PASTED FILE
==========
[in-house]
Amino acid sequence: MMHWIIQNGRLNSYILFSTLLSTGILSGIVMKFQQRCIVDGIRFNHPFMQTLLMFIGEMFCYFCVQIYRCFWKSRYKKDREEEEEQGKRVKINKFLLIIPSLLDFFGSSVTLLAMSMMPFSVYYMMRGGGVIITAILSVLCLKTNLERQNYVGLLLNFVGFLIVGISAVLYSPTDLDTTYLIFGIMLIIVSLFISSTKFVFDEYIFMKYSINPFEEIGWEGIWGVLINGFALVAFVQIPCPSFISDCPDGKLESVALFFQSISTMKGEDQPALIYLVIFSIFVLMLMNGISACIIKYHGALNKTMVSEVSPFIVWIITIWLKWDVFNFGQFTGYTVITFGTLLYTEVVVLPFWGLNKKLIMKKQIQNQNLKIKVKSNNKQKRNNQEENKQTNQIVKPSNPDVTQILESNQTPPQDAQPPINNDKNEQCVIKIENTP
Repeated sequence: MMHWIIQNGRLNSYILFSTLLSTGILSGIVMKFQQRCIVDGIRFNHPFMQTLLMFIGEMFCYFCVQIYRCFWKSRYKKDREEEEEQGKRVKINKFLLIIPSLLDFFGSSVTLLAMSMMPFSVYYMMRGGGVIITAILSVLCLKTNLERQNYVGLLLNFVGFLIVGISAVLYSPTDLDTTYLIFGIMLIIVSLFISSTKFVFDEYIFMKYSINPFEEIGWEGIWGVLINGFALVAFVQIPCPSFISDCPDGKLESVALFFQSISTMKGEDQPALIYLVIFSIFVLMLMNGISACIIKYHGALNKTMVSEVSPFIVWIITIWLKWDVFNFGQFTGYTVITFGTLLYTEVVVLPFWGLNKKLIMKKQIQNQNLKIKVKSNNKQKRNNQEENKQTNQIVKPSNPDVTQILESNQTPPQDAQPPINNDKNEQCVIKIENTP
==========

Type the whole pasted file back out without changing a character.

[in-house]
Amino acid sequence: MMHWIIQNGRLNSYILFSTLLSTGILSGIVMKFQQRCIVDGIRFNHPFMQTLLMFIGEMFCYFCVQIYRCFWKSRYKKDREEEEEQGKRVKINKFLLIIPSLLDFFGSSVTLLAMSMMPFSVYYMMRGGGVIITAILSVLCLKTNLERQNYVGLLLNFVGFLIVGISAVLYSPTDLDTTYLIFGIMLIIVSLFISSTKFVFDEYIFMKYSINPFEEIGWEGIWGVLINGFALVAFVQIPCPSFISDCPDGKLESVALFFQSISTMKGEDQPALIYLVIFSIFVLMLMNGISACIIKYHGALNKTMVSEVSPFIVWIITIWLKWDVFNFGQFTGYTVITFGTLLYTEVVVLPFWGLNKKLIMKKQIQNQNLKIKVKSNNKQKRNNQEENKQTNQIVKPSNPDVTQILESNQTPPQDAQPPINNDKNEQCVIKIENTP
Repeated sequence: MMHWIIQNGRLNSYILFSTLLSTGILSGIVMKFQQRCIVDGIRFNHPFMQTLLMFIGEMFCYFCVQIYRCFWKSRYKKDREEEEEQGKRVKINKFLLIIPSLLDFFGSSVTLLAMSMMPFSVYYMMRGGGVIITAILSVLCLKTNLERQNYVGLLLNFVGFLIVGISAVLYSPTDLDTTYLIFGIMLIIVSLFISSTKFVFDEYIFMKYSINPFEEIGWEGIWGVLINGFALVAFVQIPCPSFISDCPDGKLESVALFFQSISTMKGEDQPALIYLVIFSIFVLMLMNGISACIIKYHGALNKTMVSEVSPFIVWIITIWLKWDVFNFGQFTGYTVITFGTLLYTEVVVLPFWGLNKKLIMKKQIQNQNLKIKVKSNNKQKRNNQEENKQTNQIVKPSNPDVTQILESNQTPPQDAQPPINNDKNEQCVIKIENTP